|Institution:||University of Michigan|
|Department:||Materials Science and Engineering|
|Keywords:||lithium-ion batteries; electrode materials; titania-bronze (TiO2-B); epitaxial thin films; pulsed laser deposition; Materials Science and Engineering; Engineering|
|Full text PDF:||http://hdl.handle.net/2027.42/111437|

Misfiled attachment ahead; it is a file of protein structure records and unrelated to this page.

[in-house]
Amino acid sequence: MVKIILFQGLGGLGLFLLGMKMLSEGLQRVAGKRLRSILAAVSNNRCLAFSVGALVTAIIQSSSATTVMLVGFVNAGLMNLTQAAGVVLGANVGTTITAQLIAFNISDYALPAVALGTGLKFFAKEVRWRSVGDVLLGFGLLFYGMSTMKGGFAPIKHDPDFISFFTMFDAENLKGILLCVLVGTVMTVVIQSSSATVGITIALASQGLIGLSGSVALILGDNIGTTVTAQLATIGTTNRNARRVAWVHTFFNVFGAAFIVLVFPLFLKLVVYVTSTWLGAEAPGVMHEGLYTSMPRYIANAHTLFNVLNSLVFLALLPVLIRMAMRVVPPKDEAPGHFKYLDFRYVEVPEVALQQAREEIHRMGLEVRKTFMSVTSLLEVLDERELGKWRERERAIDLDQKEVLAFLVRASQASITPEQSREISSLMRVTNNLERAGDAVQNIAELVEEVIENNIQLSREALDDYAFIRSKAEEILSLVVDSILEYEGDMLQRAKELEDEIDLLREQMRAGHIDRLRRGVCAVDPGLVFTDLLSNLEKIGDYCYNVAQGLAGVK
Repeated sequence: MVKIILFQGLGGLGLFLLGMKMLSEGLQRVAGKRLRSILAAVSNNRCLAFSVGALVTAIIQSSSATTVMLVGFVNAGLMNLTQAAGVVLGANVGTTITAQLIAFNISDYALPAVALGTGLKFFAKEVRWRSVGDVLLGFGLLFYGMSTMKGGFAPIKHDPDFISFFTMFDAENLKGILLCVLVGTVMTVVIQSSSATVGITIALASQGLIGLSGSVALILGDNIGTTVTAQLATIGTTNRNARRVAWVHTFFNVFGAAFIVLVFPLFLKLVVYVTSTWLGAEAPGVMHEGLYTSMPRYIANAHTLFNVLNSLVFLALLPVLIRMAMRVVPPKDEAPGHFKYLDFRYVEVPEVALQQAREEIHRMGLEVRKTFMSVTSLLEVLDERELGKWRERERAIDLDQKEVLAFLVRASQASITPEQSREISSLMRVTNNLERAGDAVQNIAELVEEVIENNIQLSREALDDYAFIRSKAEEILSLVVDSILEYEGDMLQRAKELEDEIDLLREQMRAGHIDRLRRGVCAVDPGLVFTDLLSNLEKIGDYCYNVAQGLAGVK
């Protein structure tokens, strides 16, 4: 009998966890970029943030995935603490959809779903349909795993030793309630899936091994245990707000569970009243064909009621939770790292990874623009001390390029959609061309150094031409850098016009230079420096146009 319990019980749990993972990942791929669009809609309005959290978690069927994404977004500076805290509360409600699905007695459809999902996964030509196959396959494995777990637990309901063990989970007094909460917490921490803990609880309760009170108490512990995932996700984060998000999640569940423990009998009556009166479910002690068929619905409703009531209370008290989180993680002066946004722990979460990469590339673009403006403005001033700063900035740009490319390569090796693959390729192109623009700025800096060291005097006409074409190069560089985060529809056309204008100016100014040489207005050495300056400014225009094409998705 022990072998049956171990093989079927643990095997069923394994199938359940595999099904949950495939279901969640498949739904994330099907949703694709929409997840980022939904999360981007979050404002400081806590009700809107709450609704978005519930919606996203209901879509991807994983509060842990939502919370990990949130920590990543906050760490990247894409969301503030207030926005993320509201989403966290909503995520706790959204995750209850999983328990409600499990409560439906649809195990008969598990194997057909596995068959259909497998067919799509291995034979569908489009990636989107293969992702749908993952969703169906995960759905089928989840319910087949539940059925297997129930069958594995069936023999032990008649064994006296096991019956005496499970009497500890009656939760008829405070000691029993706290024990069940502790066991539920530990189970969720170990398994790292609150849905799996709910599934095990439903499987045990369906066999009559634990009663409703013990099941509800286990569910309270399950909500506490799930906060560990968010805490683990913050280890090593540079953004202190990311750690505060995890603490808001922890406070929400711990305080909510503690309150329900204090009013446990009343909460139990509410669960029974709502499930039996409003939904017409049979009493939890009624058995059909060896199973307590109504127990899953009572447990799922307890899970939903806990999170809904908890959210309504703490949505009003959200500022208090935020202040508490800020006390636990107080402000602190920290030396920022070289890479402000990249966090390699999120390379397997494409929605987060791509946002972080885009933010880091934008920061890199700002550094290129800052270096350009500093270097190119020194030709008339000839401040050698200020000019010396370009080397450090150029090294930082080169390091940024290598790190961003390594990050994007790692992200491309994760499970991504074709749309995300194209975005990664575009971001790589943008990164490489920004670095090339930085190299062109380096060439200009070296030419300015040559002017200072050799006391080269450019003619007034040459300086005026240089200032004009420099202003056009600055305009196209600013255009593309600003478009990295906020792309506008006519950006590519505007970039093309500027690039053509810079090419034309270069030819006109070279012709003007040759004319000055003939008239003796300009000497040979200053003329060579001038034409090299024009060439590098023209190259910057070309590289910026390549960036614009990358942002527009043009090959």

The bronze polymorph of titanium dioxide (TiO2-B) is interesting for many applications including high rate energy storage, solar cells, photocatalysis, thermoelectrics and sensing, owing to its uniquely layered structure and highly asymmetric unit cell. However, such a metastable phase is extremely hard to obtain with high purity and crystallinity, significantly impeding its development in these fields. This dissertation is devoted to the waterless synthesis, structural characterization and property testing of both TiO2-B and a related novel material, CaTi5O11, in the form of highly crystalline thin films, with a specific emphasis on their application as anode materials in lithium-ion batteries. Although known to have advantages over anatase or rutile, high quality bronze phase TiO2-B specimens that demonstrate good electrochemical properties thus far have exclusively been nano-structured powders prepared by hydrothermal methods, as first synthesized in 1980. Aided by first-principles calculation and atomic resolution high-angle annular dark-field (HAADF) scanning transmission electron microscopy (STEM), it has been discovered that Ca can stabilize the bronze structure, forming a variant phase CaTi5O11, which has then been successfully synthesized in epitaxial single-crystalline thin films by pulsed laser deposition (PLD), a completely waterless process. Due to the near-perfect lattice match, the CaTi5O11 film can be further used as a template layer to grow high quality, water-free TiO2-B films on top, which facilitates the synthesis and application of both materials on a wide variety of substrates, including SrTiO3, Nb:SrTiO3, LaAlO3, LSAT and SrTiO3 buffered Si. Lithium ion transport in the bronze structure is highly anisotropic. By utilizing substrates with a different orientation to align the more open channels with out-of-plane directions, extremely high rates of lithium ion transport, up to 600C (1C=335 mA g-1), with extraordinary structural stability has been achieved. Post-mortem examinations by x-ray diffraction (XRD) and transmission electron microscopy (TEM) confirmed that both the TiO2-B and CaTi5O11 structures were essentially unchanged after aggressively cycling for more than 60 days. As the methods and equipment required are readily accessible to the extended research community, further studies on and applications of these materials, which are attractive in realms that extend beyond electrochemistry, may emerge.